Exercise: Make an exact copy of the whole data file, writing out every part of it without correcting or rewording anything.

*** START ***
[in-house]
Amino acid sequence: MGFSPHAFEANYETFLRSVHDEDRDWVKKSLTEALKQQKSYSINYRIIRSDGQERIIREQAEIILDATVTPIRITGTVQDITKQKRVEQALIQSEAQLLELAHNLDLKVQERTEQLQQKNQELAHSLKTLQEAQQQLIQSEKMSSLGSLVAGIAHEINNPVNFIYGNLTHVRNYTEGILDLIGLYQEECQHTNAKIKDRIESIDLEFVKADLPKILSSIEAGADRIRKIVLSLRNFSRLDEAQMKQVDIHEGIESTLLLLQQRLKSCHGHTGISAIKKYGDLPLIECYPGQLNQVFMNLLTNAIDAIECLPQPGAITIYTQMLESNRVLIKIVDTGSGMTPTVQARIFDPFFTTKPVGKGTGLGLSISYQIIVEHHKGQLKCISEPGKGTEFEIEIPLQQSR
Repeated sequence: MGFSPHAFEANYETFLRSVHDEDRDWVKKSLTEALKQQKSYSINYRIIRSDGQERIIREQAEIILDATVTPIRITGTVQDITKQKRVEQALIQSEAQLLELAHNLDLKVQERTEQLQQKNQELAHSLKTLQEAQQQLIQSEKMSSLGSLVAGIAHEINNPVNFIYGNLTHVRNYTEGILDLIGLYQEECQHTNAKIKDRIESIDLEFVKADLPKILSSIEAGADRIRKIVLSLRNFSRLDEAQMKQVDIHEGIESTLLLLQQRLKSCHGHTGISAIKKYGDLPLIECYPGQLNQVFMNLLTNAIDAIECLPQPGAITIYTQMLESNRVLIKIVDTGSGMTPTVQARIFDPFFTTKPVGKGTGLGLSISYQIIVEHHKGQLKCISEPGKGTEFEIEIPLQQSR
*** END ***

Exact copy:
[in-house]
Amino acid sequence: MGFSPHAFEANYETFLRSVHDEDRDWVKKSLTEALKQQKSYSINYRIIRSDGQERIIREQAEIILDATVTPIRITGTVQDITKQKRVEQALIQSEAQLLELAHNLDLKVQERTEQLQQKNQELAHSLKTLQEAQQQLIQSEKMSSLGSLVAGIAHEINNPVNFIYGNLTHVRNYTEGILDLIGLYQEECQHTNAKIKDRIESIDLEFVKADLPKILSSIEAGADRIRKIVLSLRNFSRLDEAQMKQVDIHEGIESTLLLLQQRLKSCHGHTGISAIKKYGDLPLIECYPGQLNQVFMNLLTNAIDAIECLPQPGAITIYTQMLESNRVLIKIVDTGSGMTPTVQARIFDPFFTTKPVGKGTGLGLSISYQIIVEHHKGQLKCISEPGKGTEFEIEIPLQQSR
Repeated sequence: MGFSPHAFEANYETFLRSVHDEDRDWVKKSLTEALKQQKSYSINYRIIRSDGQERIIREQAEIILDATVTPIRITGTVQDITKQKRVEQALIQSEAQLLELAHNLDLKVQERTEQLQQKNQELAHSLKTLQEAQQQLIQSEKMSSLGSLVAGIAHEINNPVNFIYGNLTHVRNYTEGILDLIGLYQEECQHTNAKIKDRIESIDLEFVKADLPKILSSIEAGADRIRKIVLSLRNFSRLDEAQMKQVDIHEGIESTLLLLQQRLKSCHGHTGISAIKKYGDLPLIECYPGQLNQVFMNLLTNAIDAIECLPQPGAITIYTQMLESNRVLIKIVDTGSGMTPTVQARIFDPFFTTKPVGKGTGLGLSISYQIIVEHHKGQLKCISEPGKGTEFEIEIPLQQSR